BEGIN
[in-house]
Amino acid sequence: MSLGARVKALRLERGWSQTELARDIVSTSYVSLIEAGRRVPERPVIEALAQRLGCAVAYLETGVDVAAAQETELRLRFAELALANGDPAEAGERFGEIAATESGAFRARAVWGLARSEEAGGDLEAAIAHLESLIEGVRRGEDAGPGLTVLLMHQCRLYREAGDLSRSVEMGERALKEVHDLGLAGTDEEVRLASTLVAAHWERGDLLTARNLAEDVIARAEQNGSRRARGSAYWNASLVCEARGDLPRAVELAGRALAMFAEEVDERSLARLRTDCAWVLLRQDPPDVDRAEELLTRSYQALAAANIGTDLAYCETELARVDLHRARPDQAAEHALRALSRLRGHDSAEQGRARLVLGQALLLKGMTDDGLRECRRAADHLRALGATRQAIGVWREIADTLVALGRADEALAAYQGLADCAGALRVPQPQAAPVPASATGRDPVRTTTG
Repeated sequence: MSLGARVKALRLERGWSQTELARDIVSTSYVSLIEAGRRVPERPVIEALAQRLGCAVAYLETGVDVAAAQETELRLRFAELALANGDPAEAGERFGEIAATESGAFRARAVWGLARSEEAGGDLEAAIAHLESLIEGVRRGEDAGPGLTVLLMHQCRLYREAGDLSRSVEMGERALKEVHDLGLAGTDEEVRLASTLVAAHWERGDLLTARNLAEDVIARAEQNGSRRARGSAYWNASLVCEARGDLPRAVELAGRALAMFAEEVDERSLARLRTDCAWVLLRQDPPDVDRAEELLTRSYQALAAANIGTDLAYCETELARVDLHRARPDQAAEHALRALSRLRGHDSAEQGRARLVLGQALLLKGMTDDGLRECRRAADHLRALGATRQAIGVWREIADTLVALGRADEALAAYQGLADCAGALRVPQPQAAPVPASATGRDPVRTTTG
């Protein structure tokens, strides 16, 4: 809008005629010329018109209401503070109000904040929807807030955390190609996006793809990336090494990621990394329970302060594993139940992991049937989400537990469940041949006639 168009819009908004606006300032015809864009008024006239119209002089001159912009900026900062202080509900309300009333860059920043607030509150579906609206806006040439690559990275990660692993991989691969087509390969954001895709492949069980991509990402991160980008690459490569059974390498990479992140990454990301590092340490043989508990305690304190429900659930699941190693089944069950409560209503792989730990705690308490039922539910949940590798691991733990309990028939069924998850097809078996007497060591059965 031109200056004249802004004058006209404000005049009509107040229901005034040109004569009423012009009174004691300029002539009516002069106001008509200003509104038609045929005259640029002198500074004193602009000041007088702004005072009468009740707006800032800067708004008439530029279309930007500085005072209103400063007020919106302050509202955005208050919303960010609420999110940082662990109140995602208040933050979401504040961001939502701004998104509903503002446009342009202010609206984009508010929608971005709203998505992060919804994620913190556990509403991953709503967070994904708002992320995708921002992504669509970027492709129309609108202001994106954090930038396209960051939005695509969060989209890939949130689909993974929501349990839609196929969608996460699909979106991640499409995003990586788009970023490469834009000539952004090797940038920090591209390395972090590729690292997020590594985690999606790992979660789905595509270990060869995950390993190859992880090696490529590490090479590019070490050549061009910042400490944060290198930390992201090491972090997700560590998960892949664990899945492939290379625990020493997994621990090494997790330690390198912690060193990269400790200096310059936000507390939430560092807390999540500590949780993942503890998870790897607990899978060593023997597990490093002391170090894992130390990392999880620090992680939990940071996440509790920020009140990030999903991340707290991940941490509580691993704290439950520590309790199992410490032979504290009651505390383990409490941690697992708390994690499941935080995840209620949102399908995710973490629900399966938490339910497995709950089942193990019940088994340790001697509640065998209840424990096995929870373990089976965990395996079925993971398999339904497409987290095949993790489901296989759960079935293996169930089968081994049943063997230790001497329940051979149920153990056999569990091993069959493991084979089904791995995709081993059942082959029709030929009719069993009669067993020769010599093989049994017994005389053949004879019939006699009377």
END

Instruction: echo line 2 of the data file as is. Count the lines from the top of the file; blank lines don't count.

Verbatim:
Amino acid sequence: MSLGARVKALRLERGWSQTELARDIVSTSYVSLIEAGRRVPERPVIEALAQRLGCAVAYLETGVDVAAAQETELRLRFAELALANGDPAEAGERFGEIAATESGAFRARAVWGLARSEEAGGDLEAAIAHLESLIEGVRRGEDAGPGLTVLLMHQCRLYREAGDLSRSVEMGERALKEVHDLGLAGTDEEVRLASTLVAAHWERGDLLTARNLAEDVIARAEQNGSRRARGSAYWNASLVCEARGDLPRAVELAGRALAMFAEEVDERSLARLRTDCAWVLLRQDPPDVDRAEELLTRSYQALAAANIGTDLAYCETELARVDLHRARPDQAAEHALRALSRLRGHDSAEQGRARLVLGQALLLKGMTDDGLRECRRAADHLRALGATRQAIGVWREIADTLVALGRADEALAAYQGLADCAGALRVPQPQAAPVPASATGRDPVRTTTG